I participated in a two-day Lab Days last week in LA for our colleagues in Animation Studio. The event was like hack days, but different in three aspects: first, we weren’t expected to work days and nights. Second, we didn’t come up with the ideas but were assigned to the projects which had eager stakeholders. Third, we were expected to present a usable product at the demo. (The organizers intentionally named it Lab Days, not Hack days to convey the different expectations)
The second and third differences put a lot of pressure on me. I couldn’t just call it a day because I knew how painful the problem was to the stakeholders. At the same time, the result has to be solid. After our demo, where my stakeholder jumped up and down, I was fried. I didn’t work longer than regular hours, but I was so intensely focused. I don’t believe I can do this every day, but it was fun to understand a problem, ideate a solution together, and create a working prototype in two days.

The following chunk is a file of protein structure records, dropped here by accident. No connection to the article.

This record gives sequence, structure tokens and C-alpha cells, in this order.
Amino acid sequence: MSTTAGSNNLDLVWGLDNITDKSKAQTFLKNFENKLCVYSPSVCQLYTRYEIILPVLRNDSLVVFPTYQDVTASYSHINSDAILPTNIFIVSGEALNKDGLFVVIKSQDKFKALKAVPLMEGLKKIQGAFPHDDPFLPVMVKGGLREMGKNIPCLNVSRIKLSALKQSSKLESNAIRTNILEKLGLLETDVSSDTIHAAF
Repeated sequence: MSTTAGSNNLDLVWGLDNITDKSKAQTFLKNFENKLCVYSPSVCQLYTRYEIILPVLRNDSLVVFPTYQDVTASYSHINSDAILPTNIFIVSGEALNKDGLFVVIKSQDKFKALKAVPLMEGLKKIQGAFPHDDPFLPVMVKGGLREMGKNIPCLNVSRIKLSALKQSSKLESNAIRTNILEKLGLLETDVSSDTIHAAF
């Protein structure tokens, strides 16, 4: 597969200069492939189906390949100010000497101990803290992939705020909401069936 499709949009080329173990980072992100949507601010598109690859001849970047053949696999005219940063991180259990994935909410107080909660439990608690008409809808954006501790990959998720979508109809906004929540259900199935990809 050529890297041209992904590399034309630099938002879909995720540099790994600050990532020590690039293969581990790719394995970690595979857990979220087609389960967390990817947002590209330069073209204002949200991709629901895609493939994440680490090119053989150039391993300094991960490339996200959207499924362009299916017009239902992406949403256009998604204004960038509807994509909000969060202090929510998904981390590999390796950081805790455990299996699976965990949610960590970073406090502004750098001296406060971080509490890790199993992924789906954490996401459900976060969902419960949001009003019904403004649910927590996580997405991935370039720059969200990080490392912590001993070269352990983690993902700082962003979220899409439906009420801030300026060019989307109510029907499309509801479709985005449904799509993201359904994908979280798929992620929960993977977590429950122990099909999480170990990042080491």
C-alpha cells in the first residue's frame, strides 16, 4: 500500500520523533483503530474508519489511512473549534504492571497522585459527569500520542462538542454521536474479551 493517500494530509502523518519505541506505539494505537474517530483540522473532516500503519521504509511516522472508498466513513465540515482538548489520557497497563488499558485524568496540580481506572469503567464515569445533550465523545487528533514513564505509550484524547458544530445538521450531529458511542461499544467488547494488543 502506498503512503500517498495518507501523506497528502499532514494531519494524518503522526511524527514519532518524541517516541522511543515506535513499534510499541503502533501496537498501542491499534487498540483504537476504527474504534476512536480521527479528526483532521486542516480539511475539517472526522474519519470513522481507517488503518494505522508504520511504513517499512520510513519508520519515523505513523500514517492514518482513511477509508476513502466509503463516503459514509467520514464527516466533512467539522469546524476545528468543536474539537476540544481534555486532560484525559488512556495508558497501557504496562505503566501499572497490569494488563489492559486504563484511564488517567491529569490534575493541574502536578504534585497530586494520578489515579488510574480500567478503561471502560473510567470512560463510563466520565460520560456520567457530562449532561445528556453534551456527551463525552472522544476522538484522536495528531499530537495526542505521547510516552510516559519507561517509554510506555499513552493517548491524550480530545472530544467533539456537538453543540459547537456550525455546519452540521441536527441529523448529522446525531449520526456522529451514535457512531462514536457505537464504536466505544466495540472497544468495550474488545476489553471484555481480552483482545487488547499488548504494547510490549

This Twitter thread about preventable problems prompted me to read more about premortems. I can now see that people are incentivized to chase after highly-visible projects since it is hard to prove that one is an unsung hero. Premortems look like an excellent way to detect and reward people who discover preventable problems and prevent them.
Yarn, one of the two most popular package managers, has received a major update. As the article describes, a lot has changed, including backward-incompatible features such as Plug’n’play and protocols. I am afraid these won’t work with the existing libraries on npm.
Microsoft announced an exciting evolution of Puppeteer named Playwright. Its APIs are more suitable for testing thanks to setTimeout-free automation, which is a crucial improvement.
As UI developers, we are usually at the end of the dependency chain. We always wait for our requirements, designs, and APIs. So I welcome any tool that can remove that dependency. Mirage JS seems to be able to unblock us from backend dependencies and enable more iterations and experiments.
Cookies have been integral to track users’ activities across different websites and, thus, enabling advertisements to be more targeted. Google’s Chrome team announced Privacy Sandbox last August to make the technology less invasive. This first step will stop cookies from being sent everywhere.